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Madagascar for 20 Days

Madagascar has lovely, friendly people that work really hard trying to improve their standard of living, educate their kids and improve their health. They were a French colony until 1949. They seemed to be plagued by corrupt politicians and the world aid organisations and corporations seem to have given up.

Our driver Rado giving out a soccer ball
Our driver Rado giving out a soccer ball

We knew there wasn’t a lot that we could do to help so we decided to buy as many soccer balls as we could each day and threw them out of the car to kids as we drove along. We saw the most amazing smiles when they realised it was a gift for them. We also wen to a very poor fishing village and took along pens, pencils and books for the village children as most don’t go to school. It was beautiful to see how much this meant to them.

Giving out pencils & books to village children

The farmers are so poor they do not use artificial fertilizers or chemicals, so all their food is organic with heaps of rice, Zebu cattle, fresh vegs and fruit. They seem to all be well fed, there is little or no refrigeration so they have to go to the local markets every day, walking kms there and back. Some use carts with only a piece of wood as a brake and the country is very steep.

Family transport – Madagascan style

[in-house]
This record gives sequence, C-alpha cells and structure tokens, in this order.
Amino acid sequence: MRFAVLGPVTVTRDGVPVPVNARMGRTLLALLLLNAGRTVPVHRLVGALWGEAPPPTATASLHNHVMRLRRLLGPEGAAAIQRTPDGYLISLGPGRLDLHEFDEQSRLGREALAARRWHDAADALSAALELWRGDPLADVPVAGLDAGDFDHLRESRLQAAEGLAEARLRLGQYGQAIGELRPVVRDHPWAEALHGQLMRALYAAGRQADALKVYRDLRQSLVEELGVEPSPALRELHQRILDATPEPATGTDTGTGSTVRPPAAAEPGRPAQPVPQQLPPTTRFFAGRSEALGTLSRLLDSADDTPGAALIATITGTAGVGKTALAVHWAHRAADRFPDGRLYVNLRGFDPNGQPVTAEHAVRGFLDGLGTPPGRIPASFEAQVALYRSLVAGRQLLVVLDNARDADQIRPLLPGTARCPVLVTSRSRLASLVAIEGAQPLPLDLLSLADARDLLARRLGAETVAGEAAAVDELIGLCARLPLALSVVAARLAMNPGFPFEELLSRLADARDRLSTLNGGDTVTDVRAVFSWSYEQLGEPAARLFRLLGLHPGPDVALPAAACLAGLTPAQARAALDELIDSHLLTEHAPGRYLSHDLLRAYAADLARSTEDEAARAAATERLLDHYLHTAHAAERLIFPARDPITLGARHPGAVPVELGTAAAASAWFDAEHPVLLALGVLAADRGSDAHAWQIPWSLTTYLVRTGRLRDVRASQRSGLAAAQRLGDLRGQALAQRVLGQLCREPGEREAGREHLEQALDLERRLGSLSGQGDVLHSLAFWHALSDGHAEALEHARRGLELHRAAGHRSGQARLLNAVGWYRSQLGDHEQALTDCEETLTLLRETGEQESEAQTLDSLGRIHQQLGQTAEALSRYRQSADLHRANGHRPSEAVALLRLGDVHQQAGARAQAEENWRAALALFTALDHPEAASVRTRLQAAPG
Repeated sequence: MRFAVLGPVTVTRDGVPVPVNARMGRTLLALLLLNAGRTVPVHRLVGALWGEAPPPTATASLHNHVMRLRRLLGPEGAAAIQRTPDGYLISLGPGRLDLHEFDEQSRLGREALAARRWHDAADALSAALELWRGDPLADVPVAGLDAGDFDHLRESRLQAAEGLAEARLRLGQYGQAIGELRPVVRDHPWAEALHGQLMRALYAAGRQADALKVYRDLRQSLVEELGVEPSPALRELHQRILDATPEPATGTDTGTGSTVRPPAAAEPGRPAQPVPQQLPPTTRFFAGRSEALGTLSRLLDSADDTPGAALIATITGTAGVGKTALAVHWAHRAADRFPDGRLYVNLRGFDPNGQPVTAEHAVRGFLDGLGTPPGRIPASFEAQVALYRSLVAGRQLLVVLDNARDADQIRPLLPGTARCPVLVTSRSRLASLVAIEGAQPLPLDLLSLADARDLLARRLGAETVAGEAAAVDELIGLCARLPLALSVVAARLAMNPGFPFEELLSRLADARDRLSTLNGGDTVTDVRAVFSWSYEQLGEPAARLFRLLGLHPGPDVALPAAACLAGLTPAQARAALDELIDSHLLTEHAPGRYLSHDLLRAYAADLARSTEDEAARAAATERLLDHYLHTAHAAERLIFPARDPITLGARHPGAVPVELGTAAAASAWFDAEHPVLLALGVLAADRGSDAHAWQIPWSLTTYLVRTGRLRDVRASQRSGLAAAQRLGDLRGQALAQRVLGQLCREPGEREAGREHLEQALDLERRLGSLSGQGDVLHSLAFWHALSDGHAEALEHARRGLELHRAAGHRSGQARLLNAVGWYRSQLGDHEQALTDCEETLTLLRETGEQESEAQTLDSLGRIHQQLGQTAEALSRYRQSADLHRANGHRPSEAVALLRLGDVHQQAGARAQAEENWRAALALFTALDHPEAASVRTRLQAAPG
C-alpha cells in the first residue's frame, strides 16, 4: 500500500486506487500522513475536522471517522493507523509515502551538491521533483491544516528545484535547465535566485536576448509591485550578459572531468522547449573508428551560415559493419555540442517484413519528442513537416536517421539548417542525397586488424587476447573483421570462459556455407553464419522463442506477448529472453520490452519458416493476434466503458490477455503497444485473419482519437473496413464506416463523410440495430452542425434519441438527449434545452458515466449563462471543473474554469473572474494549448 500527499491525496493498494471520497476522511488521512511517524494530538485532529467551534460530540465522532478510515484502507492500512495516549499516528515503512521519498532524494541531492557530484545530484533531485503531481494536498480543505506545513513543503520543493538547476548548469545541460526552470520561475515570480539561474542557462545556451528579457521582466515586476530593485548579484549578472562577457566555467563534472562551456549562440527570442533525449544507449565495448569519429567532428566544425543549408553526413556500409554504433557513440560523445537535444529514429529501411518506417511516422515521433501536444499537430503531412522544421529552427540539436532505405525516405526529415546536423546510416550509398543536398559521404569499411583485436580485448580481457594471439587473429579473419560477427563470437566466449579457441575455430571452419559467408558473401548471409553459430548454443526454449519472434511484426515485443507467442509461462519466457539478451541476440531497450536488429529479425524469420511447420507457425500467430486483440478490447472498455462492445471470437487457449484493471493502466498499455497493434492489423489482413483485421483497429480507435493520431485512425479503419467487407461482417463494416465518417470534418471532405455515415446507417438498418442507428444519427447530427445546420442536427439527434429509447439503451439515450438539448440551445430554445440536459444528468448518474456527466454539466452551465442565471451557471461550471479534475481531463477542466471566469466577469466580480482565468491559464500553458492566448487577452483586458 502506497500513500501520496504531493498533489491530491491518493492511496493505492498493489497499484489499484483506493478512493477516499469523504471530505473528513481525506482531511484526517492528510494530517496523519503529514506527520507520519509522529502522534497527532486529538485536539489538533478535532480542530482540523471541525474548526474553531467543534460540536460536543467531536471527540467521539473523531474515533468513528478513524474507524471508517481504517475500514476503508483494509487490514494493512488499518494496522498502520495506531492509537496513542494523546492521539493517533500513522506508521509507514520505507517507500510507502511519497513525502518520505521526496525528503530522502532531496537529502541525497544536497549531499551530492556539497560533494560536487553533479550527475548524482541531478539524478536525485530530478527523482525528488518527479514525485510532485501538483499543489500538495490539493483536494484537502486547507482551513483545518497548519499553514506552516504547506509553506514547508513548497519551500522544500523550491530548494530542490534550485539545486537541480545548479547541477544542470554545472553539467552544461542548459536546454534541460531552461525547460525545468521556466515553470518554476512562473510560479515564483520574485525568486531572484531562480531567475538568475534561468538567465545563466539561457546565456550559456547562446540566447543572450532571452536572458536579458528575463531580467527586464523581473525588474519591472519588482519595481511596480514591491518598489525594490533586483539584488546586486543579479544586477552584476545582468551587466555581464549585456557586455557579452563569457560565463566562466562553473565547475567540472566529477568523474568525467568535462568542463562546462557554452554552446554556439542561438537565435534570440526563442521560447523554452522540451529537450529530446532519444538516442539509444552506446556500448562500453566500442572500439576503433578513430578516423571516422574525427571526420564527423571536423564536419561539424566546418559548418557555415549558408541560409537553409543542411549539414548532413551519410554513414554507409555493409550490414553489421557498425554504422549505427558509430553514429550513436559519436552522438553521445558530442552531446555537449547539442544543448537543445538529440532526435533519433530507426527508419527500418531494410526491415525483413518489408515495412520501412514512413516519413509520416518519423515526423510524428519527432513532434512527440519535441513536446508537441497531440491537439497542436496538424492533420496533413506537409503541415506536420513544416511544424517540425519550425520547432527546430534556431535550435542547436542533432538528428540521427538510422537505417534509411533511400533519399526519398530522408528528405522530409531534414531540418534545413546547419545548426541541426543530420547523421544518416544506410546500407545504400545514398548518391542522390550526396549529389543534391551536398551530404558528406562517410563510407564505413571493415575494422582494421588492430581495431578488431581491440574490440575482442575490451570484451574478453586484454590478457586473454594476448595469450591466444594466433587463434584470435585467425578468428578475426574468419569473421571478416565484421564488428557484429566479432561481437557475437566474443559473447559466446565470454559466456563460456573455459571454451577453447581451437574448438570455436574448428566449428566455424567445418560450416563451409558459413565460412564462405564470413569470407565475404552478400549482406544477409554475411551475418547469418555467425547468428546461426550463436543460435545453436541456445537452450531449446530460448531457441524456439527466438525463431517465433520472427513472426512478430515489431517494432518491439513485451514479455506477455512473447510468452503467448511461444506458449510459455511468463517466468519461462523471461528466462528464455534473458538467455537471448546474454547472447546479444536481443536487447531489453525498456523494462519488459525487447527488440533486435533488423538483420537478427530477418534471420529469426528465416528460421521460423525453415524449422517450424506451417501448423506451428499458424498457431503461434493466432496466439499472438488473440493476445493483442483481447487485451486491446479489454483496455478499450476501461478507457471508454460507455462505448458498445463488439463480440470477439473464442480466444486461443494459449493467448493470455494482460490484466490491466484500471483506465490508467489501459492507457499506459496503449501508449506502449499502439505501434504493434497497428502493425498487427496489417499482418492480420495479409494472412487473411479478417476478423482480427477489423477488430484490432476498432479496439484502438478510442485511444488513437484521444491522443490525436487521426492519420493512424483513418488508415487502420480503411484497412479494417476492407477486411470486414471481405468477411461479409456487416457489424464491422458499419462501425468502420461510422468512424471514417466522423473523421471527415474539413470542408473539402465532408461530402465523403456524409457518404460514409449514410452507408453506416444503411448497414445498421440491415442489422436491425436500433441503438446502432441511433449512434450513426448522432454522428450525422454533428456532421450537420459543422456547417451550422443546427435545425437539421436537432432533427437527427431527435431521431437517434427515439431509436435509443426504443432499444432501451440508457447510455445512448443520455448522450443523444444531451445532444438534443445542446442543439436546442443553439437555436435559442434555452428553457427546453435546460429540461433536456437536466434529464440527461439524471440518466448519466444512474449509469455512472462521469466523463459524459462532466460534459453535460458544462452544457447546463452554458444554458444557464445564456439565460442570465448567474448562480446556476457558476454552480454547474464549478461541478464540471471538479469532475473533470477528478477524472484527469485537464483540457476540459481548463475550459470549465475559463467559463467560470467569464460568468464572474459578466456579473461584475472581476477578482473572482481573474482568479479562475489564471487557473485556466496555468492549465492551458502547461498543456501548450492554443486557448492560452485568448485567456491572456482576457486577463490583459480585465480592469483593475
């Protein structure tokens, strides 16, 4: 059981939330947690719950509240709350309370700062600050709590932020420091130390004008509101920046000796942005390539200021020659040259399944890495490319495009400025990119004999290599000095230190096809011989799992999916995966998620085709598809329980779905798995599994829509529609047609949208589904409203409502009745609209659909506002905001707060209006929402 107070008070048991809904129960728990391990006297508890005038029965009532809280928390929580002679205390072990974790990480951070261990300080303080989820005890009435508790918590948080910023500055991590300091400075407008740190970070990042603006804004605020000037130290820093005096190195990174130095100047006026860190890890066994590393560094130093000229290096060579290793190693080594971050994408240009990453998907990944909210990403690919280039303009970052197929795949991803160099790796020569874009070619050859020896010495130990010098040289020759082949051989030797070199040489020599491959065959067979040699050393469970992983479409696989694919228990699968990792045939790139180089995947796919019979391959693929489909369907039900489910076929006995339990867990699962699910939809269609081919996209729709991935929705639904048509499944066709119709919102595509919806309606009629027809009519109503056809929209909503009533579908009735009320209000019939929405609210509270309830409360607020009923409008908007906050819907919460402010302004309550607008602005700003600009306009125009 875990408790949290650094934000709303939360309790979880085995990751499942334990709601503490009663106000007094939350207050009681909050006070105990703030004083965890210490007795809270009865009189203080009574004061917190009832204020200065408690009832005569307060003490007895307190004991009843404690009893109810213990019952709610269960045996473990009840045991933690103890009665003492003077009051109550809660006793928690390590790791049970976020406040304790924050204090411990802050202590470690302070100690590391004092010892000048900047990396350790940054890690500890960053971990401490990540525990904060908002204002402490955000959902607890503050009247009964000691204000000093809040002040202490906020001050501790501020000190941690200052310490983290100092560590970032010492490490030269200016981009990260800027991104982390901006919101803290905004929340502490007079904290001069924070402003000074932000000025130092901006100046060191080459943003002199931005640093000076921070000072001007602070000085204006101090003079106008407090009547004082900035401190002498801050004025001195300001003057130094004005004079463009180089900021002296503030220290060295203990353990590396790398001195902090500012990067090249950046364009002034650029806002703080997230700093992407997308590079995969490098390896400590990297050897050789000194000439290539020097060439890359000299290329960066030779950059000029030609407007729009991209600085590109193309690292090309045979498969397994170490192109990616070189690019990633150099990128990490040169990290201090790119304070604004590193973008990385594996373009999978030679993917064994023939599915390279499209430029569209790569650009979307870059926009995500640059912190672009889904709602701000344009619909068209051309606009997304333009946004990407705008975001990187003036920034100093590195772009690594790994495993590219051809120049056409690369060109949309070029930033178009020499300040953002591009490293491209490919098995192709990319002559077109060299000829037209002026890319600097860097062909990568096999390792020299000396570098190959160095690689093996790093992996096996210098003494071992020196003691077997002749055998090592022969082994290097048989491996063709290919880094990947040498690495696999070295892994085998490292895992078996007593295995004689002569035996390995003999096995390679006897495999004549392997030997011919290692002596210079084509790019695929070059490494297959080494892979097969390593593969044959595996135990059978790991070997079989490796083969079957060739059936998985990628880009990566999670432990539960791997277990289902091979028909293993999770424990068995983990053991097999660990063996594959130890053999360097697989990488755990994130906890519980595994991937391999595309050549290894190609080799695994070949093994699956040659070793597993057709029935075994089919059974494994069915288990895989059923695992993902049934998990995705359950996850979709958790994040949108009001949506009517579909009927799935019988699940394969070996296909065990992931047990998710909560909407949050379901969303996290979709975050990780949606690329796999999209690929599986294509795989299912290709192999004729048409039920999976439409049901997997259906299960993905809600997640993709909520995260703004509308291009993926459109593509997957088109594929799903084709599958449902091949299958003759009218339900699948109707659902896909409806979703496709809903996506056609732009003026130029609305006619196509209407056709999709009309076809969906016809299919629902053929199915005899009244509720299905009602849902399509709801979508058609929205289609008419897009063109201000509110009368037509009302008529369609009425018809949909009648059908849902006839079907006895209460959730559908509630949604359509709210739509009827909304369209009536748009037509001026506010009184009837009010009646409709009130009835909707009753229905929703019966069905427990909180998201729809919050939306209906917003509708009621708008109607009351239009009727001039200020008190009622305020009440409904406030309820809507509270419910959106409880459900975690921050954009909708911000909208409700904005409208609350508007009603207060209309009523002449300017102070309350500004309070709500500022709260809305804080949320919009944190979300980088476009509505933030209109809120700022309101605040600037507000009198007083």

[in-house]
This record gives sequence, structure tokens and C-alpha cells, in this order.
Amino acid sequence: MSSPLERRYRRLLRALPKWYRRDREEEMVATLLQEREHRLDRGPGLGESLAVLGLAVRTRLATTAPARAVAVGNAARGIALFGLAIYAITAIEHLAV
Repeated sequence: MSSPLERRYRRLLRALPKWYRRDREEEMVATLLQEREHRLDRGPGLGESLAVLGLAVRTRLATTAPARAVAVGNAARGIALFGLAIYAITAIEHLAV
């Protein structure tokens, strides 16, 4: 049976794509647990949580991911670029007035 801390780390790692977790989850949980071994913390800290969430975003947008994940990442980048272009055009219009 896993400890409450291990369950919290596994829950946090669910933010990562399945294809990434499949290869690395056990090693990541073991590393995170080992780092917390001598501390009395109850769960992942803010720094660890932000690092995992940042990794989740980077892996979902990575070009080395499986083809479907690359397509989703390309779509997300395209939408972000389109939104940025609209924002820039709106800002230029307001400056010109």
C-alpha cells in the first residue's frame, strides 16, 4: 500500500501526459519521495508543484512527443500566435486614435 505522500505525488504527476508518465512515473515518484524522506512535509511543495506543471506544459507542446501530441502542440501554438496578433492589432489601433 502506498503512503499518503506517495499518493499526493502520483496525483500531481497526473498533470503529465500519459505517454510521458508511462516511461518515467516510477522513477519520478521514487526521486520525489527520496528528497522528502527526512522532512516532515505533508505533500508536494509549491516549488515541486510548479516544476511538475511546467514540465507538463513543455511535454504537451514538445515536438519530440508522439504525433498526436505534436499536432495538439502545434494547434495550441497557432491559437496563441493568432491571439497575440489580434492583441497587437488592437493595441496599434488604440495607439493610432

We went to the mainly high rainfall eastern half of the island, where the rainforest grows, the western side of the island is very dry similar to inland Australia. It is even more difficult to grow rice and vegs.

Waterfall in Ranomafana National Park
Waterfall in Ranomafana National Park

There is a lot of really bad erosion caused by deforestation for agriculture and charcoal, which is used for cooking, and they have planted forests of Eucalyptus trees. The Euco’s are cut off near ground level and after 2 years they come back to cut the regrowth or the trees are left to grow for building material.

Madagascans distilling geranium oil

With 25 million people and heaps of kids it has a big job. Birth control, education, better crop rotations and some simple infrastructure could do a lot to improve things.

Madagascar’s Great Tourism Industry

Their shining light is their tourism industry, with great National Parks, accommodation and food and well-trained guides and staff. It is only held back by badly maintained roads that destroy all vehicles and makes for very slow traveling. They have no 5 star, with most accommodation being 2 to 4 star at a reasonable price. Their drivers and guides are well trained with many speaking reasonable English.

Waterfall in Ranomafana National Park

Their forests are similar to Australia’s rainforests in structure but with very different species and living in them of course are the amazing Lemurs. We saw lots of different species some the size of a small possum up to the size of a large domestic cat. They are fairly easily seen with the help of a good guide in their secondary forests (regrowth), however quite difficult to get a good sighting in their primary forest (old growth) because the canopy is 30m above the ground. These primary forests show the grandeur of their trees, very impressive.

Black & White Ruffed Lemur
Black & White Ruffed Lemur

Summary of Madagascar

Madagascar was our main destination and we were originally going to stay a month but decided to spend 10 days in SA. We had done our research and sort of knew what to expect in Mad. We felt safe, eating a great variety of really good healthy food. Our guide said we were staying in the best accommodation in the area most nights, which were all very comfortable. Mad is a good value destination, with beautiful National Parks and friendly people.

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